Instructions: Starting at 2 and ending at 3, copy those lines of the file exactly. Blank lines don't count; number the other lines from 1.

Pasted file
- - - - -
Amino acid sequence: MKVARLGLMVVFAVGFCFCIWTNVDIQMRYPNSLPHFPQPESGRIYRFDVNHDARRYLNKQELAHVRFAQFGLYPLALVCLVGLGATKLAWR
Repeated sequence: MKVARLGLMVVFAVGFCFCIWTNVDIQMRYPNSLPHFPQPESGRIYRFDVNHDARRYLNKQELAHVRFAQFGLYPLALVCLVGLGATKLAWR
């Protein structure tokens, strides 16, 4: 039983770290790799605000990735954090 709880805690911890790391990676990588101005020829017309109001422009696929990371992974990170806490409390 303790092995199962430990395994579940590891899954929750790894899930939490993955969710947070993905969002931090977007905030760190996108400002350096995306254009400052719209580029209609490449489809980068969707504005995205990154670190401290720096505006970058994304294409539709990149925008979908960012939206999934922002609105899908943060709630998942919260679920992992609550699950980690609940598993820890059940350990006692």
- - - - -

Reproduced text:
Repeated sequence: MKVARLGLMVVFAVGFCFCIWTNVDIQMRYPNSLPHFPQPESGRIYRFDVNHDARRYLNKQELAHVRFAQFGLYPLALVCLVGLGATKLAWR
């Protein structure tokens, strides 16, 4: 039983770290790799605000990735954090 709880805690911890790391990676990588101005020829017309109001422009696929990371992974990170806490409390 303790092995199962430990395994579940590891899954929750790894899930939490993955969710947070993905969002931090977007905030760190996108400002350096995306254009400052719209580029209609490449489809980068969707504005995205990154670190401290720096505006970058994304294409539709990149925008979908960012939206999934922002609105899908943060709630998942919260679920992992609550699950980690609940598993820890059940350990006692």